Hey guys. I recently got a new drum set, its OCDP. I've been playing drums for about 10 years now and i'm 16. I am interested in recording my drums. I want to put mics on all my drums including hi-hat and i'm gonna use 2 overheads...that puts me at 7 mics. Now... i have been looking into various audio interfaces but i really have no clue what i'm doing. My step brother has tons of equipment from his old band such as Mackie CFX20 mixer...Would i be able to use this as some sort of interface to plug my mics into and then to my computer? And what is the deal with audio interfaces how do they work? What equipment would i need? If anyone could help me out that would be awesome. I have a macbook with logic 9 on it for recording but, never have recorded my drums before.
Big Decision to make first
A- want to control your individual drum tracks in Logic?
You'll need an 8 channels of mic pres w/ 8 individual outputs(Your bro's mixer possibly) and an 8 channel interface to send that to the computer
B- Want to get a live mix of drums and send a stereo mix to Logic?
You'll need 8 mic pres (Your bro's mixer possibly) and a 2 channel interface to get to the 'puter.
let the research begin.
Well what do you recommend? And with decision B what do you mean by Stereo mix? I thing that decision B is the best because then i would be able to control the EQ etc. of each miked drum? correct?
rileyocdp "I thing that decision B is the best because then i would be able to control the EQ etc. of each miked drum?"
If you wantto control the EQ, compression, gating, etc, of each individual drum after making the original recording you will need to use the 8 channel interface. Each mic goes into a seperate channel in the interface and gets it's own individual track in Logic. In this type of setup your brother's board is not needed. You will need something like this http://pro-audio.musiciansfriend.com/product?sku=184131V&src=3WFRWXX&ZYXSEM=0&CAWELAID=63564206 or this update and there are other companies. Before purchasing you should check that your computers firewire chip is compatible. You also should have a second hard drive to record to. Your computer should be tweaked for recording.
The other method usus the Mackie but all EQ and mixing is done while recording and there is much, much less you can do after recording.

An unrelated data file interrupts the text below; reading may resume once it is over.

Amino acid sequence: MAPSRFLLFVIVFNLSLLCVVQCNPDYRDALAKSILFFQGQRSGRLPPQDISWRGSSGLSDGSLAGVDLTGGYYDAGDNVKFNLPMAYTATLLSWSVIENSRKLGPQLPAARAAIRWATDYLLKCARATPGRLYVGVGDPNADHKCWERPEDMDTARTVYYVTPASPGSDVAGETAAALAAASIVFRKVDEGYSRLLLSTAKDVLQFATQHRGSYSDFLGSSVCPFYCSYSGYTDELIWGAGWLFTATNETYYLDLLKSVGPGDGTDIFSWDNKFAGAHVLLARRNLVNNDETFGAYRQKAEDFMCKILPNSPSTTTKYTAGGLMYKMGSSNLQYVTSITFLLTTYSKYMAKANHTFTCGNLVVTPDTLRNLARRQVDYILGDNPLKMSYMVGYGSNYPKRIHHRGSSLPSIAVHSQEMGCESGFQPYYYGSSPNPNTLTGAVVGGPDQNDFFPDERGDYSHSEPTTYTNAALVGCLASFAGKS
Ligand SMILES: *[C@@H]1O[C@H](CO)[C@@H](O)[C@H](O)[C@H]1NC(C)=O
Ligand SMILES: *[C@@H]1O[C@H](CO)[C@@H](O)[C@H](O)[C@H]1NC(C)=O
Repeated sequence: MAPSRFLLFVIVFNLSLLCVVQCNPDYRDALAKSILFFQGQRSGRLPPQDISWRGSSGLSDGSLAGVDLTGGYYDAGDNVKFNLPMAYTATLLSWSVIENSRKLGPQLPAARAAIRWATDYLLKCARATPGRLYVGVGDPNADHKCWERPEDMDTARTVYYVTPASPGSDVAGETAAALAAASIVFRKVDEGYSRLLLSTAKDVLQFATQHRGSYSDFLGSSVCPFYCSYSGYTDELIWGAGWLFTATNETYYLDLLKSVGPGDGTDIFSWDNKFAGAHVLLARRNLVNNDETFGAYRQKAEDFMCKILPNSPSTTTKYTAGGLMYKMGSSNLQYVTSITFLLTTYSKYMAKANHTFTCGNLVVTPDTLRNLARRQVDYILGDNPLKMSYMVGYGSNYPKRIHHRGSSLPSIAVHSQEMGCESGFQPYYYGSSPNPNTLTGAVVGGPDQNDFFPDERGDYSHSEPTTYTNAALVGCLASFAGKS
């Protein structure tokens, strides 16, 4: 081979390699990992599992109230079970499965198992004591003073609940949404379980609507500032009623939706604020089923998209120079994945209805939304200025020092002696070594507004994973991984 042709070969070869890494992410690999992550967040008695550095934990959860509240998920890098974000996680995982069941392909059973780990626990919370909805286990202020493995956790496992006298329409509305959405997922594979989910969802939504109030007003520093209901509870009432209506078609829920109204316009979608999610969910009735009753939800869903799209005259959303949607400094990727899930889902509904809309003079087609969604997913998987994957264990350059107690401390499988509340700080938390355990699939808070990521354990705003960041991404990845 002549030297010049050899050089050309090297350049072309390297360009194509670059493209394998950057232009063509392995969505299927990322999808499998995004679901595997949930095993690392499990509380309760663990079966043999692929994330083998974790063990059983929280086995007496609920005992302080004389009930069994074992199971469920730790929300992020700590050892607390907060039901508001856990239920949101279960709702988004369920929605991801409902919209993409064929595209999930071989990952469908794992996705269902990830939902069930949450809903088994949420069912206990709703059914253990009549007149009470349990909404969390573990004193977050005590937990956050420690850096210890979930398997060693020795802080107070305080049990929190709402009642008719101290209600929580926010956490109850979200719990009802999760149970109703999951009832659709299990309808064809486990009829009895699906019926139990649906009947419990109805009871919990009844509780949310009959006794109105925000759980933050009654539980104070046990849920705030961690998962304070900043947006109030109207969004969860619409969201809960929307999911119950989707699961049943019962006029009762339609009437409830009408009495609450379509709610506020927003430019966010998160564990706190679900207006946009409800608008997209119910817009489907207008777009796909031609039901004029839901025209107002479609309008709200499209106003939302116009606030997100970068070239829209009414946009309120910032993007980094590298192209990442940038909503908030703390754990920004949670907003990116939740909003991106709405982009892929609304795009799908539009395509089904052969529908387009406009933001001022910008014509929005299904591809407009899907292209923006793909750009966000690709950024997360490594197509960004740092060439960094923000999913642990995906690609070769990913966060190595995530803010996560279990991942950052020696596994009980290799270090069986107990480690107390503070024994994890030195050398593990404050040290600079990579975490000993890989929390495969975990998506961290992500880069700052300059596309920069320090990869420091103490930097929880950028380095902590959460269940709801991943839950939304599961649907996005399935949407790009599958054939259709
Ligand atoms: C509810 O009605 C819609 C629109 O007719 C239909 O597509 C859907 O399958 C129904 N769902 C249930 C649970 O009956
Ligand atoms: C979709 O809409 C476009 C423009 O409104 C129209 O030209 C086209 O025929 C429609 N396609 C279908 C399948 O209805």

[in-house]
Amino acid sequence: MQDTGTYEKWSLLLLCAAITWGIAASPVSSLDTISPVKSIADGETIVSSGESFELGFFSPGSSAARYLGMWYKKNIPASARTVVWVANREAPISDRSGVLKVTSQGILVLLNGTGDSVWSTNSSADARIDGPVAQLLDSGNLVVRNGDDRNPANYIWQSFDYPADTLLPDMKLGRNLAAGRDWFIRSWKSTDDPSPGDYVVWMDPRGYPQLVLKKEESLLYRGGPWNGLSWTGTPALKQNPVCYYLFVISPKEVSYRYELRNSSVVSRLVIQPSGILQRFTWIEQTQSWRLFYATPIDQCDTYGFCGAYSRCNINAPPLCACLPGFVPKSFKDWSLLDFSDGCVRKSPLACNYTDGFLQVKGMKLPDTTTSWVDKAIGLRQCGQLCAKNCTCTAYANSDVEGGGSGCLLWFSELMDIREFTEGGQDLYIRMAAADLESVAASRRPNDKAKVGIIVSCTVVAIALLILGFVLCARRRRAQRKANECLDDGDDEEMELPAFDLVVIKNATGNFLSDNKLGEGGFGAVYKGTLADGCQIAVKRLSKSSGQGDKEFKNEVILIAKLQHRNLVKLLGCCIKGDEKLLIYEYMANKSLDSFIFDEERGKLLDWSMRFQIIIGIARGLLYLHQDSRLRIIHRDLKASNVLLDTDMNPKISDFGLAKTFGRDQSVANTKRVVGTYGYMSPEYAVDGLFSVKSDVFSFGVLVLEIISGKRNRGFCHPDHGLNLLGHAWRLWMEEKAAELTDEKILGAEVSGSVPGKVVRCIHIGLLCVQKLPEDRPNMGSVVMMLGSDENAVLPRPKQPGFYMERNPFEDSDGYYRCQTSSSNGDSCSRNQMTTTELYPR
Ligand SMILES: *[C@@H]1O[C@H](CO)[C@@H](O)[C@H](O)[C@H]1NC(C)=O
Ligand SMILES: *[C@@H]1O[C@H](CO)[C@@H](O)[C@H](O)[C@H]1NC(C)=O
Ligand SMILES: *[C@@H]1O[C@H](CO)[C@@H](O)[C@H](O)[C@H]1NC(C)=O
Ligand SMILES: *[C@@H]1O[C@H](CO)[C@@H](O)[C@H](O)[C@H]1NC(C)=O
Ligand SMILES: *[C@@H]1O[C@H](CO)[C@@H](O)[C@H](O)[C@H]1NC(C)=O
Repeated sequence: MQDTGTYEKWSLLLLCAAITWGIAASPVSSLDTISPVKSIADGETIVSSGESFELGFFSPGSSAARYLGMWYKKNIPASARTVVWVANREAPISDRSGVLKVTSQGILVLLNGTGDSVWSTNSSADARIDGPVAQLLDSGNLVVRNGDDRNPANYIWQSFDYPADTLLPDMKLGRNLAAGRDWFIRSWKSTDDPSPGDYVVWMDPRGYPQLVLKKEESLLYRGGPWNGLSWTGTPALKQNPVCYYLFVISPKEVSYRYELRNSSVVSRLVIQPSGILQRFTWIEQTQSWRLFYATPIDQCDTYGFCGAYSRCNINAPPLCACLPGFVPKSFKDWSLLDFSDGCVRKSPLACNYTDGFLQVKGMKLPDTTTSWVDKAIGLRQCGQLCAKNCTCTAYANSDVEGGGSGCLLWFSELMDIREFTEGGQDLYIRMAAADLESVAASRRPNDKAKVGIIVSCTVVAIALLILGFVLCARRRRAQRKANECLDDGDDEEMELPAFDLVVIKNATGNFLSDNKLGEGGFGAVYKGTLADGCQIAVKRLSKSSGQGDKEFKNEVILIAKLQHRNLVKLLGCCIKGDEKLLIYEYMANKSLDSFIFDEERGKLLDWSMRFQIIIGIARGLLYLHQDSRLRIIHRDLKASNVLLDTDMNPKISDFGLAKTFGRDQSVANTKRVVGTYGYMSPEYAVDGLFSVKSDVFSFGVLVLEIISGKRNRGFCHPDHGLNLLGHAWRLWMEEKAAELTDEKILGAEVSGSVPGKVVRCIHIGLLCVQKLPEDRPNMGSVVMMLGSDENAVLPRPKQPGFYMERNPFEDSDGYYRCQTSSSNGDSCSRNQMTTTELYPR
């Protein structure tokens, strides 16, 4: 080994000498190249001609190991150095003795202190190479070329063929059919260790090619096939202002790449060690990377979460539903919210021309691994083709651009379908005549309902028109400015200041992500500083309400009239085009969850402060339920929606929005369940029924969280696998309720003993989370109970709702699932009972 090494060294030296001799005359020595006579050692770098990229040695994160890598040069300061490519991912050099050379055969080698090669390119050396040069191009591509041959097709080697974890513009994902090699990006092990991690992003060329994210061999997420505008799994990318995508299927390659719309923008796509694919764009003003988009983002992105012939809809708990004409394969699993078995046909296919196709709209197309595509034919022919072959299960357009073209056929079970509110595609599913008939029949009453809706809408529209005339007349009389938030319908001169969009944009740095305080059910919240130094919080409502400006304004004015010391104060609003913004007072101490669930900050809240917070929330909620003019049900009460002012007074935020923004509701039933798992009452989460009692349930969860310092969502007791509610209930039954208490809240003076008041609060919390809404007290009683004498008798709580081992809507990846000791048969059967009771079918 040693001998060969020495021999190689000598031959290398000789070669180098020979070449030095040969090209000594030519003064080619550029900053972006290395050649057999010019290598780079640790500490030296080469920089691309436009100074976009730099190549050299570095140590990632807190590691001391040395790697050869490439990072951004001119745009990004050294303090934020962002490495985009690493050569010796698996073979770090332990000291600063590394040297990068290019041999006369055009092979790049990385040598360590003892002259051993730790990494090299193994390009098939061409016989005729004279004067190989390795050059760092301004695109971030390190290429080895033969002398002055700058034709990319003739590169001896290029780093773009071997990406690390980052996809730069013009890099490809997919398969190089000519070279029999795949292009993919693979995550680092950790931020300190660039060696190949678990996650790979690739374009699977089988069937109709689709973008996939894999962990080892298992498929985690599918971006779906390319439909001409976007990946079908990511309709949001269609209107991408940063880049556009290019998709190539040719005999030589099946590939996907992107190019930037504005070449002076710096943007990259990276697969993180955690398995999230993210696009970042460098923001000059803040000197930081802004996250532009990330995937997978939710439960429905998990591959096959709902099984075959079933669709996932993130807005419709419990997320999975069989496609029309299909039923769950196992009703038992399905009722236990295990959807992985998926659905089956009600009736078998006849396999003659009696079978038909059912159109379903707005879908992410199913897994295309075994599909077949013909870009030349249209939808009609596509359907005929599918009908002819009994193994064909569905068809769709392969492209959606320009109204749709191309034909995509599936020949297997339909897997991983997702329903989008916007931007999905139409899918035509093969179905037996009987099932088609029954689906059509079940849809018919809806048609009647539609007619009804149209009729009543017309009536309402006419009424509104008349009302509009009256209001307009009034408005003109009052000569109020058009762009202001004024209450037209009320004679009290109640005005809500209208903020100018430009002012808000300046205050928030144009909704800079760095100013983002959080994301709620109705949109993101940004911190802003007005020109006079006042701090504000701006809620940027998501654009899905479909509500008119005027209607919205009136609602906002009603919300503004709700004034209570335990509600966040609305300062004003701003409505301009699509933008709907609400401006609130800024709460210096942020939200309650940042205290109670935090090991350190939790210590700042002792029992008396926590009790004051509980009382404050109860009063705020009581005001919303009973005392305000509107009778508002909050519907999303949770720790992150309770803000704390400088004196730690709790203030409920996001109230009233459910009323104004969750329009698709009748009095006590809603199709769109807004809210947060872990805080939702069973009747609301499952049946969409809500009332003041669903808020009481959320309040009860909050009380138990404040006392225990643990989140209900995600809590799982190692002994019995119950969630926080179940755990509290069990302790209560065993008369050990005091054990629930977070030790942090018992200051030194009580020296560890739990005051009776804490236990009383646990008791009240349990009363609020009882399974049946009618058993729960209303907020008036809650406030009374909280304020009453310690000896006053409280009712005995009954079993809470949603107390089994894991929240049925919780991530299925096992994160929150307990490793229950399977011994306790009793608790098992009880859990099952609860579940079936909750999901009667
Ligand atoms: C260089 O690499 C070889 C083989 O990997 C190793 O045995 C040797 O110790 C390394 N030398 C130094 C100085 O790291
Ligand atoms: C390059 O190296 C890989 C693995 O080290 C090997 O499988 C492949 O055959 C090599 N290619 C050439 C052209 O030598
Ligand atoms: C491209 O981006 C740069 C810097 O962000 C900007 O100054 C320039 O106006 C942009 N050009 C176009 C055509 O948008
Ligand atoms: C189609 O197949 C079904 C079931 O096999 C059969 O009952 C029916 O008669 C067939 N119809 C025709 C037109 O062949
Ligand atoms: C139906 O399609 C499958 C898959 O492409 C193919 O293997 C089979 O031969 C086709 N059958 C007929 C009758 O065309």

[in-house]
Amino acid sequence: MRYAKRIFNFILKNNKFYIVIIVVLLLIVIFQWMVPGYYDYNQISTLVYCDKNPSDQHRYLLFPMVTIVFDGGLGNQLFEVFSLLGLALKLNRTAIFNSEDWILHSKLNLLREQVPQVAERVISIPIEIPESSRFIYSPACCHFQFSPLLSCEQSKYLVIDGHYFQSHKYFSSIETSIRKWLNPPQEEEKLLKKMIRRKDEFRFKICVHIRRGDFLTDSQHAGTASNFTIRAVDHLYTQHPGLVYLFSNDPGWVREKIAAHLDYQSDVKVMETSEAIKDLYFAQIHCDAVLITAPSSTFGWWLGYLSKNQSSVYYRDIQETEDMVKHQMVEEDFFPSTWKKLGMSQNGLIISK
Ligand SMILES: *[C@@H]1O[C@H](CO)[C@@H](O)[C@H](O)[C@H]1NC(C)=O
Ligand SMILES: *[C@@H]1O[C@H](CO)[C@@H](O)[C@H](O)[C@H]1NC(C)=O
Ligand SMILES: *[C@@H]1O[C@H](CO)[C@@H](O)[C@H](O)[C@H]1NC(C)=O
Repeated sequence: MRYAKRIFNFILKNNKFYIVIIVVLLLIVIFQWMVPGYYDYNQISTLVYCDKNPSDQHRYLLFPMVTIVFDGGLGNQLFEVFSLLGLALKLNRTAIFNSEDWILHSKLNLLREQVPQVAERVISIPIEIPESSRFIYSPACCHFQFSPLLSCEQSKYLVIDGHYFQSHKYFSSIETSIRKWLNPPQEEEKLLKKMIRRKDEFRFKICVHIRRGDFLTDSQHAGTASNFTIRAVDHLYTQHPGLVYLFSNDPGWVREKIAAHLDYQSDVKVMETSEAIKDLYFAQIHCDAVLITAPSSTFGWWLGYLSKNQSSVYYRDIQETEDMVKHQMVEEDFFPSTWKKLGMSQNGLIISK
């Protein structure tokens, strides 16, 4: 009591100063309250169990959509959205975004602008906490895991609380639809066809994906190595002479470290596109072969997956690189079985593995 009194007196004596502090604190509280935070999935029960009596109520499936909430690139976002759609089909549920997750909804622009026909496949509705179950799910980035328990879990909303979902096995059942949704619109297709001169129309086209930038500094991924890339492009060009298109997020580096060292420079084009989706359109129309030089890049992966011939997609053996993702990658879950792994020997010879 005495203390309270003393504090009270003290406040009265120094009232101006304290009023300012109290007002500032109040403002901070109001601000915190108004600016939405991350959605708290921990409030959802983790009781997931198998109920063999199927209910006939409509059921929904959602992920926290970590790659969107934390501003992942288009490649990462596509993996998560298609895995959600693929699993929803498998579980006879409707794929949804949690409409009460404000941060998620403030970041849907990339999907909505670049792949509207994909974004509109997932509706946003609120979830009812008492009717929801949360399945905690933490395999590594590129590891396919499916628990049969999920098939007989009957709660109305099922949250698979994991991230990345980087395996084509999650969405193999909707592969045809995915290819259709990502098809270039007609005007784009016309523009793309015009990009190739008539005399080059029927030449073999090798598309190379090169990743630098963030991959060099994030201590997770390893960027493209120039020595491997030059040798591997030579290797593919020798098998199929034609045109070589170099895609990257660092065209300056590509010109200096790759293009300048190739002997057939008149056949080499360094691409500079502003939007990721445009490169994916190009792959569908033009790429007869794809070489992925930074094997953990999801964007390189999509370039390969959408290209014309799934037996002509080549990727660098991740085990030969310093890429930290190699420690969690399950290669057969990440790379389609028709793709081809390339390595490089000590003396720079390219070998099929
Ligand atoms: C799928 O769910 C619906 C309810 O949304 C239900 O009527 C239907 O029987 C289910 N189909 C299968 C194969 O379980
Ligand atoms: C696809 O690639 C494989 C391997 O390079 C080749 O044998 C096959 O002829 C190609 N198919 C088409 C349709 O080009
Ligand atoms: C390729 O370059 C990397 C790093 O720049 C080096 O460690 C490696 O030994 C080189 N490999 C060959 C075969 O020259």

If you can afford it, option A gives you more control for adjust the eq and effects on each drum in your DAW. Its much easier to learn this dealing with recorded drum tracks rather than live drums through a PA (especially if you are playing the drums). You want at least eight inputs (more would be better), but they don't need preamps if you can use those in the mixer.
While you want to get an interface that will allow you to mic each drums, you really want to go a little slower. Start with a three or four mic set up: kick, snare, overhead(s). It will take you weeks or months to learn to get the most out of these mics. Until you do, the other mics will just make the sound more muddled. If you do it right, you can get a great picture of the set with just the overheads. Then work (days, weeks, the rest of your life) on getting a great snare sound, then kick, and then build up from there.
BobRogers "It will take you weeks or months to learn to get the most out of these  mics. Until you do, the other mics will just make the sound more muddled. If you do it right, you can get a great picture of the set with just the overheads. Then work (days, weeks, the rest of your life) on getting a great snare sound, then kick, and then build up from there."
Days, weeks, years... tell me about it. Wise advice. I am doing another drum tracking session Sat. and was looking for info on using a bottom mic on the snare (even though this violates the Keep It Simple Stupid 4 mic. maxim you so correctly advocate) when I stumbled on this article